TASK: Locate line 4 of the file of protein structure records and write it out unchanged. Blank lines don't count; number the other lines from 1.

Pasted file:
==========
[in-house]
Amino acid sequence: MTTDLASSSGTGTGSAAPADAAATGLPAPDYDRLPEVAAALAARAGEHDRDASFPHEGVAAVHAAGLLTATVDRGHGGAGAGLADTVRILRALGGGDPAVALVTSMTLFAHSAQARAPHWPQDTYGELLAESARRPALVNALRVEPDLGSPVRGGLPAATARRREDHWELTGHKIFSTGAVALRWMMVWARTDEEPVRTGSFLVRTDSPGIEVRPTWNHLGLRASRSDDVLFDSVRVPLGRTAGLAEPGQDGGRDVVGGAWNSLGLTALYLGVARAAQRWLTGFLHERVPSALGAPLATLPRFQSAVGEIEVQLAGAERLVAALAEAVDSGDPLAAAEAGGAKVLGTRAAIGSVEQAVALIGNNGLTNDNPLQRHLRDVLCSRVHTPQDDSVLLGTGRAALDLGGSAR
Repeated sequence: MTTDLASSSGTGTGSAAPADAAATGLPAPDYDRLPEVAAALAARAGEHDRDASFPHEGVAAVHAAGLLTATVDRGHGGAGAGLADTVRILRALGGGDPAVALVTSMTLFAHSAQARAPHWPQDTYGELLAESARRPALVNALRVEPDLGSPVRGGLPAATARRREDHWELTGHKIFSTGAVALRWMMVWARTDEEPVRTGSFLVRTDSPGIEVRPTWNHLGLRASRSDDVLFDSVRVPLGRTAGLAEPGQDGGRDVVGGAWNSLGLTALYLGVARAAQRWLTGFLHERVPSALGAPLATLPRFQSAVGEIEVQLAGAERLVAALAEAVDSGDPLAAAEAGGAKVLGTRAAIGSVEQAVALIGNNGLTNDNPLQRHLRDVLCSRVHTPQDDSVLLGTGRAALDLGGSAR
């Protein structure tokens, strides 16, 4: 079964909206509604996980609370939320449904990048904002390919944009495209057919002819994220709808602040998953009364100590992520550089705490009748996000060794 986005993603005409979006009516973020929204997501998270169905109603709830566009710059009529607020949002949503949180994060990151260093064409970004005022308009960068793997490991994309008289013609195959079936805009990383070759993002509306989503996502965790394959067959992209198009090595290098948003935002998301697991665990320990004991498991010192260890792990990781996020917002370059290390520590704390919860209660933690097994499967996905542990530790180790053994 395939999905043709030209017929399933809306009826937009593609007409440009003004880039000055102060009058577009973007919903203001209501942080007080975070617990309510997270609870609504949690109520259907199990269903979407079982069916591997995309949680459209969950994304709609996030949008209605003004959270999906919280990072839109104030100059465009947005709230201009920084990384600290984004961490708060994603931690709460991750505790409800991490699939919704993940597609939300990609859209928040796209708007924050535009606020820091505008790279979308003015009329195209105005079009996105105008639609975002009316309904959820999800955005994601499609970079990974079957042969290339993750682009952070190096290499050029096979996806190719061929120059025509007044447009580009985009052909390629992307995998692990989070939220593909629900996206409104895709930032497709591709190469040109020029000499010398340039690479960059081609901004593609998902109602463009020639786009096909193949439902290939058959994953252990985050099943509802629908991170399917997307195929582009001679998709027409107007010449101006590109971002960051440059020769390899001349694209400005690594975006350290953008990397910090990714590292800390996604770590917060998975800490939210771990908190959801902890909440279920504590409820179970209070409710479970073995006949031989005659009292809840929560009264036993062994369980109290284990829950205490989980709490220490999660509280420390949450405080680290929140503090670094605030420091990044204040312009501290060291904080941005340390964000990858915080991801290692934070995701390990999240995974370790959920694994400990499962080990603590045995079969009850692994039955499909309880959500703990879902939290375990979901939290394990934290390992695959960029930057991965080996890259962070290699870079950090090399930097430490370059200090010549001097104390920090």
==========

């Protein structure tokens, strides 16, 4: 079964909206509604996980609370939320449904990048904002390919944009495209057919002819994220709808602040998953009364100590992520550089705490009748996000060794 986005993603005409979006009516973020929204997501998270169905109603709830566009710059009529607020949002949503949180994060990151260093064409970004005022308009960068793997490991994309008289013609195959079936805009990383070759993002509306989503996502965790394959067959992209198009090595290098948003935002998301697991665990320990004991498991010192260890792990990781996020917002370059290390520590704390919860209660933690097994499967996905542990530790180790053994 395939999905043709030209017929399933809306009826937009593609007409440009003004880039000055102060009058577009973007919903203001209501942080007080975070617990309510997270609870609504949690109520259907199990269903979407079982069916591997995309949680459209969950994304709609996030949008209605003004959270999906919280990072839109104030100059465009947005709230201009920084990384600290984004961490708060994603931690709460991750505790409800991490699939919704993940597609939300990609859209928040796209708007924050535009606020820091505008790279979308003015009329195209105005079009996105105008639609975002009316309904959820999800955005994601499609970079990974079957042969290339993750682009952070190096290499050029096979996806190719061929120059025509007044447009580009985009052909390629992307995998692990989070939220593909629900996206409104895709930032497709591709190469040109020029000499010398340039690479960059081609901004593609998902109602463009020639786009096909193949439902290939058959994953252990985050099943509802629908991170399917997307195929582009001679998709027409107007010449101006590109971002960051440059020769390899001349694209400005690594975006350290953008990397910090990714590292800390996604770590917060998975800490939210771990908190959801902890909440279920504590409820179970209070409710479970073995006949031989005659009292809840929560009264036993062994369980109290284990829950205490989980709490220490999660509280420390949450405080680290929140503090670094605030420091990044204040312009501290060291904080941005340390964000990858915080991801290692934070995701390990999240995974370790959920694994400990499962080990603590045995079969009850692994039955499909309880959500703990879902939290375990979901939290394990934290390992695959960029930057991965080996890259962070290699870079950090090399930097430490370059200090010549001097104390920090």